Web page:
Hanna Fry, lecturer in the mathematics of cities at the centre for advanced analytics, UCL believes humans should not put all their trust in algorithms.
Speaking at the IP Expo’s Digital Transformation stream, Fry used her presentation to demonstrate to the audience how a music algorithm developed by Dave Cope could fool an audience into thinking it was a genuine Bach Symphony.
The audience at the show were split 50:50, when asked if a piece of music being played was created by the algorithm or genuine Bach.
The inability of people to distinguish between an algorithmic and a human decision could have a profound effect if people do not take into account the limitations of the AI machine.
“We are seeing machines match us,” said Fry. However, algorithms can be unpredictable.
“We have to accept algorithms will make mistakes. No matter how you train them, they don’t see the world in the same way as us, e.g. in image recognition.”
As an example, Fry showed how an image recognition algorithm on Microsoft Azure wrongly identified a landscape photograph as a landscape with cows, even though no farm animals were actually in the image; with a picture of a child holding a lamb, the algorithm assumed the lamb was stuffed.
Read more about AI limitations
- What’s the difference between human and AI? At the Global AI conference in Boston, opening day featured tech experts parsing the power of AI and the limitations of AI.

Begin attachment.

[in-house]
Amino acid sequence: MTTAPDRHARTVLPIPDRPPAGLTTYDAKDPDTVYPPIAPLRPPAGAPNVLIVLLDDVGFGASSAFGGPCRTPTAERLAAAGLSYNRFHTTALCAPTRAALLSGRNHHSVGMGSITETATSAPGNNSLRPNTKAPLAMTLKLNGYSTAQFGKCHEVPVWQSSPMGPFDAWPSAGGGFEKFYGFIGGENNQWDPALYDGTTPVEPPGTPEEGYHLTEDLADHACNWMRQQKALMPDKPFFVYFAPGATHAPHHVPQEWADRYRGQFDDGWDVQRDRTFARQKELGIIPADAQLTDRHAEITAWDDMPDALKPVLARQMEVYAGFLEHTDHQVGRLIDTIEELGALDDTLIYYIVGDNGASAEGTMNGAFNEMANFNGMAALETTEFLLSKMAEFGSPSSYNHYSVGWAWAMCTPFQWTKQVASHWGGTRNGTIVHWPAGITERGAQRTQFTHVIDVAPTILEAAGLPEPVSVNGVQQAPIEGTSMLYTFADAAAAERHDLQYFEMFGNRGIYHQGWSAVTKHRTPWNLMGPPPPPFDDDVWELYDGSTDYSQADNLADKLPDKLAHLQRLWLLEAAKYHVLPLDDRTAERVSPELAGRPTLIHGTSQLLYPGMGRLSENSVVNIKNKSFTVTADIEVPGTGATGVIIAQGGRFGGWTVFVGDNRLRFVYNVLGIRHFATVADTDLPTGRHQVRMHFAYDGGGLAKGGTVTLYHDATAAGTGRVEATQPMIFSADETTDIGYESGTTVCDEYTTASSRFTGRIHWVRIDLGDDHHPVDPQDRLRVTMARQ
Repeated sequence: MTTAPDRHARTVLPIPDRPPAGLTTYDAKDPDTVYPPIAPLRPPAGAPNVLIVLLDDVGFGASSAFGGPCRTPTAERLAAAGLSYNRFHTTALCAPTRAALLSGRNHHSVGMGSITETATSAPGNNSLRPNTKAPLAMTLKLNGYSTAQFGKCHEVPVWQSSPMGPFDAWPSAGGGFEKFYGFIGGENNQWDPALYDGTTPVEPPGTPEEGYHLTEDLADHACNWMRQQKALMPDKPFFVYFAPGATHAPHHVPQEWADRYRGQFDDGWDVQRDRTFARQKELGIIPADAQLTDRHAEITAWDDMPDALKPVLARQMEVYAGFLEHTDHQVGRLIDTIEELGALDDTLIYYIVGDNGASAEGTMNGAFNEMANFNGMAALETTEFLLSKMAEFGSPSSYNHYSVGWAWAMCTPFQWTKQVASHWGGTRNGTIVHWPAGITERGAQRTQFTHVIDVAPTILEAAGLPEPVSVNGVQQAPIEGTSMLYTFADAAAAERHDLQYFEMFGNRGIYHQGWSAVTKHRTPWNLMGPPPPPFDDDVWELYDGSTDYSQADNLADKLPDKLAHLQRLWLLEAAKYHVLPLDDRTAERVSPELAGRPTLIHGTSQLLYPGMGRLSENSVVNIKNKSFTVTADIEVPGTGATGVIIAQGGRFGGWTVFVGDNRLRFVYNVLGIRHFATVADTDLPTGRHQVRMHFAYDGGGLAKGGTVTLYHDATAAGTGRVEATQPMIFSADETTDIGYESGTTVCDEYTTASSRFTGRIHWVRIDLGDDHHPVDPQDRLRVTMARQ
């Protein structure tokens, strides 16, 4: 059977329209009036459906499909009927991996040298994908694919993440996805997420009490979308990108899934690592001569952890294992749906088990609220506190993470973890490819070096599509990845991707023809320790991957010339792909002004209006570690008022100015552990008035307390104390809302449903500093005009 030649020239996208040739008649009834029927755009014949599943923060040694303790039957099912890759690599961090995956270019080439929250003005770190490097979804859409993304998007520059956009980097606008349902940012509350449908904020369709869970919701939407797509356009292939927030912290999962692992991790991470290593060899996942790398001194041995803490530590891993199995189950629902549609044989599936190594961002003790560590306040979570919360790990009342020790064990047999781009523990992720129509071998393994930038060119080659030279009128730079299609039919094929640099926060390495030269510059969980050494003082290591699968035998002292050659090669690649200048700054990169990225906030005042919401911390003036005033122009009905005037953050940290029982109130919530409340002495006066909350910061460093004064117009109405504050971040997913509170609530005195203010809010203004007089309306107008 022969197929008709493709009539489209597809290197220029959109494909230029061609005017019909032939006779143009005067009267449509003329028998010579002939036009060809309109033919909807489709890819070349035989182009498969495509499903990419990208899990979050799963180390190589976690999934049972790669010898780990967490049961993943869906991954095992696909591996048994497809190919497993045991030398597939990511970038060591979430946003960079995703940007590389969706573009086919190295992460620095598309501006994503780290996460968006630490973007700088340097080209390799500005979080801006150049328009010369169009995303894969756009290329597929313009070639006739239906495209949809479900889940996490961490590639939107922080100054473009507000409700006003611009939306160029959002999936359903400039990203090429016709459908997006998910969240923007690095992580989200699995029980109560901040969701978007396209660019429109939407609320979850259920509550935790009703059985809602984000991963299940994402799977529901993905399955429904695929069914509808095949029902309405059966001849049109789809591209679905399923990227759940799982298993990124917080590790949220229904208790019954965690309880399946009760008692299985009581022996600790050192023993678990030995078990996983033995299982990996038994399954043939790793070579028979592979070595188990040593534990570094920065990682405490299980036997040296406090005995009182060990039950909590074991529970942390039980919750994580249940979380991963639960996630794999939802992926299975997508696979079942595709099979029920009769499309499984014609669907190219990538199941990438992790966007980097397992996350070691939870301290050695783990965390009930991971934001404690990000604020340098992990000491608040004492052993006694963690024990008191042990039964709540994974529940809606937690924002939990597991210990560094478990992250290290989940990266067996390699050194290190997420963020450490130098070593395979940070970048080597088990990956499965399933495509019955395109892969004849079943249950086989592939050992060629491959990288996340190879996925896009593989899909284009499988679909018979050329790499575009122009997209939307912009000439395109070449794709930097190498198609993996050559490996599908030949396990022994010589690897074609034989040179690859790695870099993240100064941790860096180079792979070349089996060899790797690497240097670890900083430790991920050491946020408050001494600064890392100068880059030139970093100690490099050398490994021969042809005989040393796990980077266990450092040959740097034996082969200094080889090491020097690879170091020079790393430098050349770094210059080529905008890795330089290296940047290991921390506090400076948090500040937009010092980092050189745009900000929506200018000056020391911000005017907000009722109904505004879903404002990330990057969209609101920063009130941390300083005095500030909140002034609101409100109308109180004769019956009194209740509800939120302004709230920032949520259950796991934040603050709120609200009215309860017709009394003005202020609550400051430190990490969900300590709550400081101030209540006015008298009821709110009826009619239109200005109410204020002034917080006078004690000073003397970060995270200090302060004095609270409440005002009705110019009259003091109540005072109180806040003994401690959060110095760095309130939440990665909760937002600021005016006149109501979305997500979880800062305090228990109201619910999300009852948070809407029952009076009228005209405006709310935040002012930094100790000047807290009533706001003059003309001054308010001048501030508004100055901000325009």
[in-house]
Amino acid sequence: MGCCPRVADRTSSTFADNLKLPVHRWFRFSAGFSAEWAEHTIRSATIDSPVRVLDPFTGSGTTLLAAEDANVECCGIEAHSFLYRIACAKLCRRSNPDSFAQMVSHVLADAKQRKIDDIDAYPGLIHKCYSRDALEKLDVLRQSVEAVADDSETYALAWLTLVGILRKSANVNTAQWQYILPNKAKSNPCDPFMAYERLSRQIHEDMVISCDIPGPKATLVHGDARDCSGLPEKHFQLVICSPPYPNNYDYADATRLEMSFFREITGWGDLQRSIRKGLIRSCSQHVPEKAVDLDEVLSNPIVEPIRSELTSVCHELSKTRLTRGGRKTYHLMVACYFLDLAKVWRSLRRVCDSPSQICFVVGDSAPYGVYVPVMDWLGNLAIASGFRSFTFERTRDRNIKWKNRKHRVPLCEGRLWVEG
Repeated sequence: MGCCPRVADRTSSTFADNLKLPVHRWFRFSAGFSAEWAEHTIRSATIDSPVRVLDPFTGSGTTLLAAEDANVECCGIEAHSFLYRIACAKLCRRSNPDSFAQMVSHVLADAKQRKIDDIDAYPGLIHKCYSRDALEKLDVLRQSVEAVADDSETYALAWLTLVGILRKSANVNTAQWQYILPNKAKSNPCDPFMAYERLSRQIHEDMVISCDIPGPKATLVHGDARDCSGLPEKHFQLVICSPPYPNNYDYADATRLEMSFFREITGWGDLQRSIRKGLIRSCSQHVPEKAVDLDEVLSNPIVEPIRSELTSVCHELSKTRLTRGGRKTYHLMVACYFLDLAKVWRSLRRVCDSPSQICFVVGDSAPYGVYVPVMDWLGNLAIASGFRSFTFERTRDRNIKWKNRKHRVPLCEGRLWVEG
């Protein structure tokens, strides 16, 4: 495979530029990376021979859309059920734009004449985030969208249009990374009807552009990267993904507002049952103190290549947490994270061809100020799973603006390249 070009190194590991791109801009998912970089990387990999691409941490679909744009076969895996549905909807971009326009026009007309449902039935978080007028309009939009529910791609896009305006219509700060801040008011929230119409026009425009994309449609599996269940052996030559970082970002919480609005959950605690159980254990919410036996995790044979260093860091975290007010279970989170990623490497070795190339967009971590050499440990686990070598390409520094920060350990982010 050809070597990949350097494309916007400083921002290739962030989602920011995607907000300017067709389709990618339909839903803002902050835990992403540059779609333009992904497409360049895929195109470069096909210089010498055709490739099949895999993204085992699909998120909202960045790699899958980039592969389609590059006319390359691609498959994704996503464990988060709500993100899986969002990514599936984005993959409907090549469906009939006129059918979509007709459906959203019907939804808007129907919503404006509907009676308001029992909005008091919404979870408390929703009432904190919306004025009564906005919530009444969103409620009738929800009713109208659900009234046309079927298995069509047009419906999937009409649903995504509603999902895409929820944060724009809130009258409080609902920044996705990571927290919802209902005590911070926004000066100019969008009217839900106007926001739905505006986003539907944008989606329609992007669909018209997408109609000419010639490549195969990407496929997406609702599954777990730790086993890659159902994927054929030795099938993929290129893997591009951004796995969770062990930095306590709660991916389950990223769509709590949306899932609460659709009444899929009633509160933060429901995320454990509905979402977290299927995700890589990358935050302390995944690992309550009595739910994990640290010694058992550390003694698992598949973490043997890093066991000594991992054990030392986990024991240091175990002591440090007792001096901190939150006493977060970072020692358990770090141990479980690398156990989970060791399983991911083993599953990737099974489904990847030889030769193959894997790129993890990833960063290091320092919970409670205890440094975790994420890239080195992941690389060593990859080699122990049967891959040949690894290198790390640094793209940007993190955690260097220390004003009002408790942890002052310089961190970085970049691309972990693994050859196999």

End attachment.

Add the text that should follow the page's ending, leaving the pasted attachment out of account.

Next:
- At the 2018 Disruption Summit in London, BT’s lead of customer insight and futures said artificially intelligent systems should be there to assist humans, not get rid of them.
While these may seem trivial examples, Fry warned: “When you put flaws in machines in a position of authority, something will go wrong.”
She also used her talk to touch on the subject of ethics, especially as machines are increasingly being used by people in authority to make decisions. Often, these people put blind faith in the algorithm.
Recalling a talk she gave in Berlin describing a project she had done with the Met Police in 2011 in London, to identify how rioters would move around the city, Fry said: “You can’t just put algorithms on a shelf and say ‘that’s great’. You have to think how they will be used by people.”
Pointing to the ethics of the algorithm, she said software to pick up unruly behaviour could be applied to silence legitimate demonstrations.